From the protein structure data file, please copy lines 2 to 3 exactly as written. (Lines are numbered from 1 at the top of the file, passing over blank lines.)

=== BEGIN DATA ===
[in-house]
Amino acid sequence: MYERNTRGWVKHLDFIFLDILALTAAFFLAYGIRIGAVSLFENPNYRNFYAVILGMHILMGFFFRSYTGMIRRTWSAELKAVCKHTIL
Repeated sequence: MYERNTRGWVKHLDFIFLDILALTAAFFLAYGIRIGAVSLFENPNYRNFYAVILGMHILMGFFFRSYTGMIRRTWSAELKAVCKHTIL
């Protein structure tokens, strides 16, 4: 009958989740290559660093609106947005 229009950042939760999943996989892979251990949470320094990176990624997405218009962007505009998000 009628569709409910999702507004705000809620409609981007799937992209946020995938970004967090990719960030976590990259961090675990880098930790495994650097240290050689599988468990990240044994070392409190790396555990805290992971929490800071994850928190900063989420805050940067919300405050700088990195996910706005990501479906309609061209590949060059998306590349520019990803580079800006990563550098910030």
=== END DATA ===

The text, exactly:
Amino acid sequence: MYERNTRGWVKHLDFIFLDILALTAAFFLAYGIRIGAVSLFENPNYRNFYAVILGMHILMGFFFRSYTGMIRRTWSAELKAVCKHTIL
Repeated sequence: MYERNTRGWVKHLDFIFLDILALTAAFFLAYGIRIGAVSLFENPNYRNFYAVILGMHILMGFFFRSYTGMIRRTWSAELKAVCKHTIL